I am obsessed with the Handmaid’s Tale.
I read the book a few years ago, so naturally when it premiered on Hulu, I binge watched the first three episodes in one night. It’s amazing to me that a dystopian novel written in the 1980s is so incredibly relevant today for so many obvious reasons.
For those of you who are unfamiliar with the story line, here’s a quick synopsis:
A group of super far-right religious fanatics have taken over the United States and now control the country through force and terror. They are attempting to revert the nation into “traditional times” and have stripped women of all of their rights. Because of pollution, STDs, and other causes, most women are now infertile. The women who are fertile serve as handmaids for the wives of the community, and their sole purpose is to have sex with the wives’ husbands once a month in the hopes they will get pregnant and provide the wife with a child. Oh, and the handmaid lays in-between the wife’s legs while the husband has sex with her.
It’s totally okay to have “WHAT?!!” as a reaction right now.
Like any good dystopian novel, there are a number of parallels between The Handmaid’s Tale universe and the real world. The one that sticks out to me the most are the reasons why women are infertile: an increase in STDs that cause infertility and pollution (but we won’t focus on that right now).
The scary thing is, there is a rise in STDs in the United States right now.
In fact, syphilis rates have increased almost 20 percent in the last few years, while gonorrhea is close behind at 13 percent. Chlamydia grew the slowest with a six percent increase.
If left untreated, these can cause infertility in women.
Gonorrhea: Untreated gonorrhea can spread to the fallopian tubes or uterus and cause pelvic inflammatory disease. Pelvic inflammatory disease can damage the fallopian tubes so much that it causes infertility. Rarely does it cause infertility in men.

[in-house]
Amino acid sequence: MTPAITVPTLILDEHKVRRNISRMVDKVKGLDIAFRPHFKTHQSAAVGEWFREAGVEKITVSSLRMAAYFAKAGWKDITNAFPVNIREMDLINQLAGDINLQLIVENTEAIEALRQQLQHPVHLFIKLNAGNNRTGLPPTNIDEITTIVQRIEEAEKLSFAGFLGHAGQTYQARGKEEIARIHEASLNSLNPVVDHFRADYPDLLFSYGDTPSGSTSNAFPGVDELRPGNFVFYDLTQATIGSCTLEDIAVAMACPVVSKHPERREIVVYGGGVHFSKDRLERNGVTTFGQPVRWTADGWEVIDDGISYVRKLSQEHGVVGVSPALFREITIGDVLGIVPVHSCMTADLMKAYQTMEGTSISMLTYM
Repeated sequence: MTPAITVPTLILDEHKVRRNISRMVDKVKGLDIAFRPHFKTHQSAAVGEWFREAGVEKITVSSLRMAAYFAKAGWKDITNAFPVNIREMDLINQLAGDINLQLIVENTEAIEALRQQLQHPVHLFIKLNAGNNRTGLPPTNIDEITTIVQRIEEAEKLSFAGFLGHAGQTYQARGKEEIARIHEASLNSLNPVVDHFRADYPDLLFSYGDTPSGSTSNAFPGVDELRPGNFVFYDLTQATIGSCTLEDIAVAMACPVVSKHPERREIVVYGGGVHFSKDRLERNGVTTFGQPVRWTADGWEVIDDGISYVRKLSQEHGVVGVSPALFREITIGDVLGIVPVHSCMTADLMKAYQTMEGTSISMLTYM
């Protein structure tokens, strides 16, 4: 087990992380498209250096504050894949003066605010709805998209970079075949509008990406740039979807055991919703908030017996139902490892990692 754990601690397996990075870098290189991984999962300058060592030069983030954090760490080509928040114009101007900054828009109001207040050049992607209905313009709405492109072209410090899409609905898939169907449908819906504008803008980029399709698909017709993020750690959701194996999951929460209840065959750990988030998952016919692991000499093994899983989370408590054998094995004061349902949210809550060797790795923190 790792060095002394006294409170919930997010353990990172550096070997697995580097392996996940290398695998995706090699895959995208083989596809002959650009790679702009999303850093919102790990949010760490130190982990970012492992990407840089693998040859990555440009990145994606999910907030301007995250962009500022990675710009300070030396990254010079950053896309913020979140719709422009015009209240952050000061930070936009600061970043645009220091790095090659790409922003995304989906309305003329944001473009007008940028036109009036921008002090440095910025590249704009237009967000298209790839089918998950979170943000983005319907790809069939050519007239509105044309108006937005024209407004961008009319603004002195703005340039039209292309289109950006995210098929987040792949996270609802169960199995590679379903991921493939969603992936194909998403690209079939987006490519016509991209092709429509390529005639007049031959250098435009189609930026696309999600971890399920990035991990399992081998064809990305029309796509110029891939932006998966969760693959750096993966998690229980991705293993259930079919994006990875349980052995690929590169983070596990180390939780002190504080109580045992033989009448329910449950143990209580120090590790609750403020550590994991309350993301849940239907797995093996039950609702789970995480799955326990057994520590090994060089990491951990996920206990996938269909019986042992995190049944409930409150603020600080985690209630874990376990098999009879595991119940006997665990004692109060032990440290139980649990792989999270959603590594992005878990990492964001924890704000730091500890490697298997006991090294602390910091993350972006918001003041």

Chlamydia: Untreated chlamydia can affect you basically in the same way gonorrhea does.
In 2015 alone, the CDC reported over 1.5 MILLION cases of chlamydia and close to 400,000 cases of gonorrhea. And these are just the people who got tested!
The CDC suggests that there are an estimated 2.8 MILLION cases of chlamydia and 800,000 cases of gonorrhea that occur annually in the United States, with about half of them going undetected because people are not tested.
The good news is, gonorrhea and chlamydia can be cured if diagnosed and treated. The bad news is, a new strain of antibiotic resistant gonorrhea is rapidly spreading, which means it is much more difficult (but not completely impossible) to cure at this point in time. The CDC estimates that approximately 25 percent of people who are infected with gonorrhea have an antibiotic resistant strain.
The scary part? If the antibiotic resistant strain begins to evolve faster than the science, it could become incurable.
Also, it’s important to point out that you may never know you have chlamydia or gonorrhea UNLESS you get tested regularly, because most people are asymptomatic when they become infected (or the symptoms may not be severe enough for them to consult their doctor).
So get yourself tested regularly and be kind to humankind and stop the spread of infectious diseases. Lest The Handmaid’s Tale becomes a self-fulfilling prophecy.